After I got home and was looking through my photos and recounted this story, I  realized that to him, “downtown” meant the entire City of Chicago. To me, downtown meant the Loop community area and some surrounding blocks. I might define “downtown” as a place bounded by Kennedy, Division, Lake Michigan, and Roosevelt. But to this suburban football fan, downtown is that big place that one has to travel a ways to get to. I remembered that I had the same understanding of downtown when I lived in Batavia, Illinois, a suburb 40 miles west of Chicago. You can access it by driving on I-290 and I-88, or by taking the Metra UP-West line to Geneva.

There’s at least one other assumption I can make from this conversation: If I shop for and carry groceries on a bicycle, I must live in Chicago; people in the suburbs are never seen shopping for and carrying groceries on a bicycle.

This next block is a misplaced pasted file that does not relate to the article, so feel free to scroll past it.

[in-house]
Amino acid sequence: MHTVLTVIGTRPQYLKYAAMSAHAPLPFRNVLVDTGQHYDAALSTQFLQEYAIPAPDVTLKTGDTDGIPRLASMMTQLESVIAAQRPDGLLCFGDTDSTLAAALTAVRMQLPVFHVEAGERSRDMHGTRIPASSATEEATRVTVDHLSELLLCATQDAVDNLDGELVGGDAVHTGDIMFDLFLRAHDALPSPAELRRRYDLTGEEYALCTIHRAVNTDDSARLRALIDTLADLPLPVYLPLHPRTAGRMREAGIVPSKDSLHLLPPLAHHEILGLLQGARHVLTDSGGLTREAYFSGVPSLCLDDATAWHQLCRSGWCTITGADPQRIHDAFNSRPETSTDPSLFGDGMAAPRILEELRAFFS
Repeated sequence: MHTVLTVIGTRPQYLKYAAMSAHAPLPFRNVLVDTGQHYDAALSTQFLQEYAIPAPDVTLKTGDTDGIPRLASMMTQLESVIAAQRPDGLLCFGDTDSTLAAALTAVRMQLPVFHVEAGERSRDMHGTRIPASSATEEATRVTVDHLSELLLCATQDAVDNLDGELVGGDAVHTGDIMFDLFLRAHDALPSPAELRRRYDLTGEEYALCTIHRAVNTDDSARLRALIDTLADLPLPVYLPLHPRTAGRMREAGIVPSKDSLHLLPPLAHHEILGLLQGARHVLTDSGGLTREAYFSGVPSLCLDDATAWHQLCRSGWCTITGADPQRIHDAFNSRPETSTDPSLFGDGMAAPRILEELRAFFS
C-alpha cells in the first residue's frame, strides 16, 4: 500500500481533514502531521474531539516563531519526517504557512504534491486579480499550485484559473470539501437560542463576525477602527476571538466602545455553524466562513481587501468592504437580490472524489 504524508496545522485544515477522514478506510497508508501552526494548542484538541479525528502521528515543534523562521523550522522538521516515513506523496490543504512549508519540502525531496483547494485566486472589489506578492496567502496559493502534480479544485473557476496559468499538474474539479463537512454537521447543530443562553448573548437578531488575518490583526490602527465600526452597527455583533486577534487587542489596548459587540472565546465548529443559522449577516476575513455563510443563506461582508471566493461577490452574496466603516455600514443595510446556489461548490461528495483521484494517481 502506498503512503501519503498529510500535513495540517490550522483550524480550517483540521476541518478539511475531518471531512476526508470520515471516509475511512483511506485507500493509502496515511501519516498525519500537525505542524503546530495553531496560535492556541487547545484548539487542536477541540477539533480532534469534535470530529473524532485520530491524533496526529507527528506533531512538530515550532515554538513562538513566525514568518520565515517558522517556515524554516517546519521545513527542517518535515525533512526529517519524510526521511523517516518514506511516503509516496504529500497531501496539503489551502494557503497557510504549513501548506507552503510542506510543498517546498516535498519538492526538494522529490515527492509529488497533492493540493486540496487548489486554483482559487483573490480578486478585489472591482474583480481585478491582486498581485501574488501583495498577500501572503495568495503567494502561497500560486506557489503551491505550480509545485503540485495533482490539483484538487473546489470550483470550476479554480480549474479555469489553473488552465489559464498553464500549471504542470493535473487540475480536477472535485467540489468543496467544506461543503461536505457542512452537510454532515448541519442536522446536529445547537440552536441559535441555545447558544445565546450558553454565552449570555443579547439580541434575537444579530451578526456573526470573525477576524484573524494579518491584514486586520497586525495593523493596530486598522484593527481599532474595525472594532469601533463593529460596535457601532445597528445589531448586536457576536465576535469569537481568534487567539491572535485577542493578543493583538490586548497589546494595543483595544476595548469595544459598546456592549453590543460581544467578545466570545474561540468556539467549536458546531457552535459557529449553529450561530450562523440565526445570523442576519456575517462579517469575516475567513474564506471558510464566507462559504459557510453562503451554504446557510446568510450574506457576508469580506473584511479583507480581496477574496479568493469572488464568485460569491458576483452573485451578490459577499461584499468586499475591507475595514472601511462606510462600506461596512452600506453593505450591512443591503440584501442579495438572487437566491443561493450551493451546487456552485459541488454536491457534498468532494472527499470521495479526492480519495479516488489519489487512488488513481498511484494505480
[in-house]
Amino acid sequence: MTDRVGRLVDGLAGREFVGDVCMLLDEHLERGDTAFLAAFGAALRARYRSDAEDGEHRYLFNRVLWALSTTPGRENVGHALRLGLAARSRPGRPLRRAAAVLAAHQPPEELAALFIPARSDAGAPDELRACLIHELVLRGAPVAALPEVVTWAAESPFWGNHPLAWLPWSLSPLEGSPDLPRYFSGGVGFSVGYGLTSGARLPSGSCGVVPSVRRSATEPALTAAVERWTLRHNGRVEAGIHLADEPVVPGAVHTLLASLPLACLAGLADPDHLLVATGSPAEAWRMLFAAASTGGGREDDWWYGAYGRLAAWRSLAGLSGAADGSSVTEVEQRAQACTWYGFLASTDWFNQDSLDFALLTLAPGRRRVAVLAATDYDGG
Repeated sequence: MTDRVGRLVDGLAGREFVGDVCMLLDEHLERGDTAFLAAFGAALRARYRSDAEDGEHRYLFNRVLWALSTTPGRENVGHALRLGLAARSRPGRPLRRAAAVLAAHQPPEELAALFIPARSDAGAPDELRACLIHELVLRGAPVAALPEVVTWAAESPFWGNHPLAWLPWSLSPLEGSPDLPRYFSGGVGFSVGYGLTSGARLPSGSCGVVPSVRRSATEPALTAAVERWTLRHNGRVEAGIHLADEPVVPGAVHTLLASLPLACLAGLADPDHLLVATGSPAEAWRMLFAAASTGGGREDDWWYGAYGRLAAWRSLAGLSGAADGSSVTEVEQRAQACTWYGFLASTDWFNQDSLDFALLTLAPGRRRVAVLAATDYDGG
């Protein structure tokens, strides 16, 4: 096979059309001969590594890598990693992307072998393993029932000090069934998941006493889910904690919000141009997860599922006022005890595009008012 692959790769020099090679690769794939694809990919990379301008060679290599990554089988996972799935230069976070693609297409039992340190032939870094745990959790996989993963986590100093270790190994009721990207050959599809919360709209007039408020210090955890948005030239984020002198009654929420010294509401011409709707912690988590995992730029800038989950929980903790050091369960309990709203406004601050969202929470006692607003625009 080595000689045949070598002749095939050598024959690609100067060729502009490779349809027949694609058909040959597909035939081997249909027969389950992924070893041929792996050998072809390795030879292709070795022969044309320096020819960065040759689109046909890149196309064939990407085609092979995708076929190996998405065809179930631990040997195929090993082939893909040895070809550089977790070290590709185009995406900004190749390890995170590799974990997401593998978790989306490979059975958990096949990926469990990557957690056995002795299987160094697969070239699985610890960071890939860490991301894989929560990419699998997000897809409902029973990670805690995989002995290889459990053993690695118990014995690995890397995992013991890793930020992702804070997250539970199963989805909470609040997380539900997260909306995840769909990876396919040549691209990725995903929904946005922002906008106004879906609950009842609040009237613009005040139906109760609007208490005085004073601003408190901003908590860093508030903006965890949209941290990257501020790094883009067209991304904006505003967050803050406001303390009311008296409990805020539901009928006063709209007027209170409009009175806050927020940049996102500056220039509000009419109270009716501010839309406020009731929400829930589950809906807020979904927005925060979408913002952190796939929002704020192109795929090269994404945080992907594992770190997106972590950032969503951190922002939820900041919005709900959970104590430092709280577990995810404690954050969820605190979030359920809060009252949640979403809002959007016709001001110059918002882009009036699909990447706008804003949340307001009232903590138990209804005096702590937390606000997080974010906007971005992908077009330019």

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Another photo from my photo mission on Sunday. It’s Roosevelt University’s vertical campus building on Wabash and Van Buren. 

Video tour of Open Streets

[vimeo]29913024[/vimeo]

What is Open Streets?
It’s when a street is closed to cars and transformed into a safe place for fun and recreation. Read more on Grid Chicago.

Filmed by Steven Vance while sitting on the cargo deck of a Larry vs. Harry Bullitt, John Player Spezial. Cycling by Brandon Gobel, Bullitt owner.

Filmed with a handheld Sony DSC-HX5V. Edited with Adobe Premiere Pro CS5.

Gaps

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A map that focuses on striped bikeways in downtown Chicago.

When you look at your bikeways more abstractly, like in the graphic above, do you see deficiencies or gaps in the network? Anything glaring or odd?

It’s a simple exercise: Open up QGIS and load in the relevant geographic data for your city. For Chicago, I added the city boundary, hydrography and parks (for locational reference), and bike lanes and marked-shared lanes*. Symbolize the bikeways to stand out in a bright color. I had the Chicago Transit Authority stations overlaid, but I removed them because it minimized the “black hole of bikeways” I want to show.